Retirement Redefined

A few years ago, Angie and I were watching a football game on TV when a commercial for TD Ameritrade came on. I wasn’t really paying attention but for some reason when I heard the word retirement, I spontaneously muttered, “I think I will retire tomorrow.” It sounded good in my head and of course, impractical at the same time, as it tumbled off my tongue. Though I expected no response, I still remember to this day what Angie said – just one little word, okay. This wasn’t the same okay that I usually get when she’s reading and only half listening to me. It was more like the one I get when I suggest we go get ice cream.

“And then what will we do?” I asked with a hint of sarcasm that was mainly directed at myself for suggesting such a thing in the first place.

Without missing a beat, she said, “Well, if it rains like they say it’s going to, then we’ll watch movies.”

It was just that simple. And yet that profound.

For several days after that, I pondered the question: Just what is retirement anyway?

In my grandparents’ day, retirement meant you were old enough to receive your company’s pension and could spend your days doing all the things you had dreamed of while working for 40+ years. Today, I turn on the news and retirement means that our older generation is no longer employable in their career field but can’t support themselves because they’ve overspent and under-planned, so now they must work at Walmart. Don’t believe it? Just Google “Americans Unable to Retire” and you’ll be bombarded with sad statistics like 85% of Americans are worried about retirement, only 54% have a retirement savings account, and 24% fear they will never be able to retire.

Or maybe it’s time we call bull-crap on those statistics and the pessimists who publish them and come up with our own definition of retirement.

Jacob Fisker did. He’s the author of Early Retirement Extreme.

Pete did. You may know him as Mr. Money Mustache.

Long, long ago, the definition of retirement was simply to withdraw to some place, especially for the sake of privacy. I like that. I like it a lot!

If I were going to craft my own definition of retirement, I might start out pretty similar, with one that has nothing to do with money. But you can’t do that, I hear you saying. Money has to be the starting point. You have to have enough of it to survive once you aren’t working anymore.

Nope. Not in my definition.

Retirement is not a financial achievement, though as Americans, we’ve come to see it that way. We work for years to reach a point where we can buy back our most valuable resource – time – and use it as we see fit. We think retirement is when we can travel, spend time with loved ones, take on new hobbies, or simply greet the day with no intentions. No wonder so many of us find the concept of early retirement so appealing! We want to do those things now. If we wait until TD Ameritrade says that we have enough money, most of us will be long past dead!

Retirement shouldn’t be about how you spend your money, but rather, how you spend your day. If you want to work, that’s okay. If you want to fish all day, that’s fine too. It’s your life, live it however you want. And don’t wait until you reach some arbitrary age or ask permission from some greedy brokerage firm to do it. Retirement starts the day that you choose to spend your time pursuing life instead of money.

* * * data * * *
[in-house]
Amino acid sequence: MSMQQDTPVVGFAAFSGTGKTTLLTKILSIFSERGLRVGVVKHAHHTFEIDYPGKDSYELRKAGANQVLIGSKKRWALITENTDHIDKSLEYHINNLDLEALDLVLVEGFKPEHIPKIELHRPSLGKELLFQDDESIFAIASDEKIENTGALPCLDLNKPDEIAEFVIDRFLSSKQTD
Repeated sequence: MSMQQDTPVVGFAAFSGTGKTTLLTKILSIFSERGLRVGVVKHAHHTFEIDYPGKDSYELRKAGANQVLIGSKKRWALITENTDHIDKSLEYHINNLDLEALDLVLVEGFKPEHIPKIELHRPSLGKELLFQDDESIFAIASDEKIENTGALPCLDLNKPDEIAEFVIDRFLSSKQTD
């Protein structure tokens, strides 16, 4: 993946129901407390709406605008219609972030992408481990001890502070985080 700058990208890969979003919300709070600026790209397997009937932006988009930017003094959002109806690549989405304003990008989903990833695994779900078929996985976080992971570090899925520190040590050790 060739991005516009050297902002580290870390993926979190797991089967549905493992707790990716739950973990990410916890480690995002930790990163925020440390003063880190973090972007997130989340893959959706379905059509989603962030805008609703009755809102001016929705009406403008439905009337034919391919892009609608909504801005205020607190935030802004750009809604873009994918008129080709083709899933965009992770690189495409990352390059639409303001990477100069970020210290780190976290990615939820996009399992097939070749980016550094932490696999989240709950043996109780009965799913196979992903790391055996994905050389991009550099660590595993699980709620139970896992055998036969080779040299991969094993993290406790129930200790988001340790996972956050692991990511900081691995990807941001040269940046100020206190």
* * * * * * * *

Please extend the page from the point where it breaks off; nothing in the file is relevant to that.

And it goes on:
Retirement is a state of mind, a place of peaceful living and time spent with loved ones, a nap on the couch, or an afternoon enjoying a good book. Retirement is getting up each day, knowing your time is your own, regardless of what you choose to do with it. And by that definition, retirement is a place we can arrive at any age.

9 thoughts on “Retirement Redefined

  1. Fully accepting your point of view, I’ll describe my idea of retirement.
    Living in easter part of Europe, here are probably different relations between earnings and expenses, then in your part of world. But I fully agree that retirement does not depend on “some arbitrary age”, “brokerage firm” , etc. These are kind of “last resort” waranties – I rely on them if everything else fails.
    But for me, retirement will come, when:
    – my resposibilities are done. e.g. when my son is mature and able to manage his needs.
    – I have some place of my own – small piece of land with cottage where I can retreat, I don’t need to pay rent for that, nobody can send me away. With small garden.
    – I have savings to cover reasonable time of troubles (e.g. half to one year of frugal living) – so I do not bother relatives.
    Then I can slowdown, work just to cover my needs, spend more time by something what has value for me. And have freedom to decide whether I want to work more or live frugally. That’s “retirement”.

    BTW really great and inspiring blog.

    Liked by 1 person

  2. What a great post! So many profound statements. Thank you! Retirement is NOT a financial achievement – I love that. ‘Retirement starts the day that you choose to spend your time pursuing life instead of money.’ When I read this, I realize that I need to refocus and relax about today, tomorrow and the rest of my life. I need to stop stressing and start living. Again, thanks so much for writing and sharing this awesome post.

    Liked by 1 person

  3. Amen to this- my cousin joked to me the other day that I’m semi-retired at 52, and I thought ‘Yes, I kind of am- only work part time and do a lot of whatever I want most of the time (but cheaply)’, and I smiled to myself. She seemed a bit jealous to be honest…

    Liked by 1 person

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